IBM and leading Linux distributors Canonical/Ubuntu, Novell and Red Hat will join forces globally with their hardware partners to deliver Microsoft-free personal computing choices with Lotus Notes and Lotus Symphony in the one billion-unit desktop market worldwide by 2009, the companies announced.
Citing shifting market forces and the growing demand for economical alternatives to costly Windows and Office-based computers, the four leaders say they sense an ideal set of circumstances allowing Linux-based desktops to proliferate in the coming year. Linux is far more profitable for a PC vendor and the operating system is better equipped to work with lower cost hardware than new Microsoft technology, they said.
"The slow adoption of Vista among businesses and budget-conscious CIOs, coupled with the proven success of a new type of Microsoft-free PC in every region, provides an extraordinary window of opportunity for Linux," said Kevin Cavanaugh, vice president for IBM Lotus Software. "We'll work to unlock the desktop to save our customers money and give freedom of choice by offering this industry-leading solution."
The four leaders are working with their local business partners in markets around the world to build and distribute a pre-loaded PC offering that features IBM's Open Collaboration Client Solution (OCCS) (http://www.ibm.com/developerworks/lotus/library/occs-overview/) including Lotus Notes, Lotus Symphony, and Lotus Sametime; the Linux operating system of each distributor; and software applications and installation services from the local partners in each market. The final product will be branded by the local IT firms that bring it to market. In addition, customers, independent software vendors (ISVs) and systems integrators have the choice of developing applications using Lotus Expeditor based on the open source Eclipse programming model.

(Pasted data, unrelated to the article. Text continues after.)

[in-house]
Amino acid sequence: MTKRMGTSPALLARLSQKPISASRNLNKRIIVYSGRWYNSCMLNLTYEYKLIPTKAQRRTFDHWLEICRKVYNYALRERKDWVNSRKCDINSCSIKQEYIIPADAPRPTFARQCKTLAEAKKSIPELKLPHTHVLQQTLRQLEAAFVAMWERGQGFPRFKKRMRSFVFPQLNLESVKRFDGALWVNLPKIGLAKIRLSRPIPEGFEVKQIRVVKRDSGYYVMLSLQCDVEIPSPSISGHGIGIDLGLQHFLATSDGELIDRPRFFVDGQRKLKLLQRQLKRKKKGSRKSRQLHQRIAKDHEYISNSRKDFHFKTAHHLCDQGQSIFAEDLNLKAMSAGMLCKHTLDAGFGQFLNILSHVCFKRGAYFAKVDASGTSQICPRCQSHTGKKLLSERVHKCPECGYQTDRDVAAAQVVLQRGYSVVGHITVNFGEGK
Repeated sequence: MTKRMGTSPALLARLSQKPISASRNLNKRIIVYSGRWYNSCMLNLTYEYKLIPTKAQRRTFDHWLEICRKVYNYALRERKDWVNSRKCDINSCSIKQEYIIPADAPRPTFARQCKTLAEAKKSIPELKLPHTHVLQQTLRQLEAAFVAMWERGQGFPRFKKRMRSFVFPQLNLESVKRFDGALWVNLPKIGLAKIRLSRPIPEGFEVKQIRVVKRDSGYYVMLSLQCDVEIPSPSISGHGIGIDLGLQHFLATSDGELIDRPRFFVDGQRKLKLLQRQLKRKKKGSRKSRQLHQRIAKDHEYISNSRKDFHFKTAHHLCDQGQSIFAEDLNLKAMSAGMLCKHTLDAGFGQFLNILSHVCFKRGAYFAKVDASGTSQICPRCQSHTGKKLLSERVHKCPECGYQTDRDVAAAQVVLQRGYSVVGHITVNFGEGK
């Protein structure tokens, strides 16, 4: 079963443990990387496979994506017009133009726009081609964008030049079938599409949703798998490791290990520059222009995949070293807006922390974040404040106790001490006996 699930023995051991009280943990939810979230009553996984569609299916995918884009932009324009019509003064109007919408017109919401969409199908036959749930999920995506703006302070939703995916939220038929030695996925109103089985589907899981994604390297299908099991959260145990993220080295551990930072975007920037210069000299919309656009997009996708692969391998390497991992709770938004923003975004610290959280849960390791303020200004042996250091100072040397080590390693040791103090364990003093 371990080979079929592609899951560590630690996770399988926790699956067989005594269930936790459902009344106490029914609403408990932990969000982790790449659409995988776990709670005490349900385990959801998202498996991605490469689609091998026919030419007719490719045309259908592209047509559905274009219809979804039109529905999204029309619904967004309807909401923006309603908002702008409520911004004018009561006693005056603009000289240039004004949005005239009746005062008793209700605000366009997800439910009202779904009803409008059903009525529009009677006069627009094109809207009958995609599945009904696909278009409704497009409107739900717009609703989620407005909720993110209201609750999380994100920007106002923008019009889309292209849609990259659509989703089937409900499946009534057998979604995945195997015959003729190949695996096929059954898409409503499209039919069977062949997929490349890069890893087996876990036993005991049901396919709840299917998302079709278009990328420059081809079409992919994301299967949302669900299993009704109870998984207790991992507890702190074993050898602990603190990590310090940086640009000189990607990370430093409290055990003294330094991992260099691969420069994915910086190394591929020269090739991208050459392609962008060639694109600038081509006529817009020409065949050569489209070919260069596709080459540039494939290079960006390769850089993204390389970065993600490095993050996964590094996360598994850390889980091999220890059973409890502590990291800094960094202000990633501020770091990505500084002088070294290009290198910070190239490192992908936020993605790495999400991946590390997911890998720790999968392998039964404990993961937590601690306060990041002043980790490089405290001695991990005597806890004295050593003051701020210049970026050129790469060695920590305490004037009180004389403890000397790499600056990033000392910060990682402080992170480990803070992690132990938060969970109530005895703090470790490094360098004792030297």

Tailored to Specific Industries
These solutions would be tailored to the needs of customers in specific industries and sectors. For example, one type of solution for government buyers may support key ISV applications for document/case management, crisis management, and citizen services. Another version for Banks would account for support for virtual thin clients that bring together the infrastructure and applications along with Lotus social software for branch bank front office and contact center transformation. The emphasis for use in schools would be giving students and faculty a low cost open platform that can capitalize on the strengths of Lotus collaboration and social software. Understanding of such distinct customer preferences has been accumulated from customized, local engagements around the world.
"IBM software and Linux on desktop combined is not just a better price/performance substitute for the Microsoft offering, but it provides a new platform for customers and business partners to add true value by creating tailor-made solutions," said Milan Prohaska, general manager of Austria-based VDEL. "The combined power of Eclipse and Lotus--offered in a stable and secure Linux environment at less then half the cost of the equivalent Microsoft offering--will create a new ecosystem for solution providers and developers, and set new standards in value-for-the-money for the customers."
IBM and its Linux partners are inspired by the success of this Linux-based package locally in both established and developing markets. Austrian IT firm VDEL debuted the first such offering named OpenReferent in Eastern Europe earlier this year with IBM's OCCS on Red Hat Enterprise Linux. The reception, particularly in the expansive Russian market, was very strong. Diverse commercial and government organizations such as Russia Post (Russian postal service) and Rushotel have piloted and phased in the new desktops, saving 30-35 percent of the cost of the Microsoft equivalent. VDEL has extended OpenReferent to include IBM Tivoli desktop management and security capabilities as well.